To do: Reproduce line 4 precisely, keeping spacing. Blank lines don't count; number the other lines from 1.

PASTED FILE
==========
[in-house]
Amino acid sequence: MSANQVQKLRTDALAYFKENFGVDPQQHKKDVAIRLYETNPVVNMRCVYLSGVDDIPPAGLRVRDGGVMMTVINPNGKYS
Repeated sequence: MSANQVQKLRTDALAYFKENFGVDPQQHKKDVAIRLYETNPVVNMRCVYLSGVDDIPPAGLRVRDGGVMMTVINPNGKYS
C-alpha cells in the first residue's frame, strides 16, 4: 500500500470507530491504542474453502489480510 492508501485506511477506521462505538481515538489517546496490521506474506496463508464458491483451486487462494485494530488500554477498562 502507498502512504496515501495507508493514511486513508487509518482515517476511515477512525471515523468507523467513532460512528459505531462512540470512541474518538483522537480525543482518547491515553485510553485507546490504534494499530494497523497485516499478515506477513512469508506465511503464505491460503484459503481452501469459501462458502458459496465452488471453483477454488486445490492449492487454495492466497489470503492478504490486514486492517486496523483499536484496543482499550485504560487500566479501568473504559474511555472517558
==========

C-alpha cells in the first residue's frame, strides 16, 4: 500500500470507530491504542474453502489480510 492508501485506511477506521462505538481515538489517546496490521506474506496463508464458491483451486487462494485494530488500554477498562 502507498502512504496515501495507508493514511486513508487509518482515517476511515477512525471515523468507523467513532460512528459505531462512540470512541474518538483522537480525543482518547491515553485510553485507546490504534494499530494497523497485516499478515506477513512469508506465511503464505491460503484459503481452501469459501462458502458459496465452488471453483477454488486445490492449492487454495492466497489470503492478504490486514486492517486496523483499536484496543482499550485504560487500566479501568473504559474511555472517558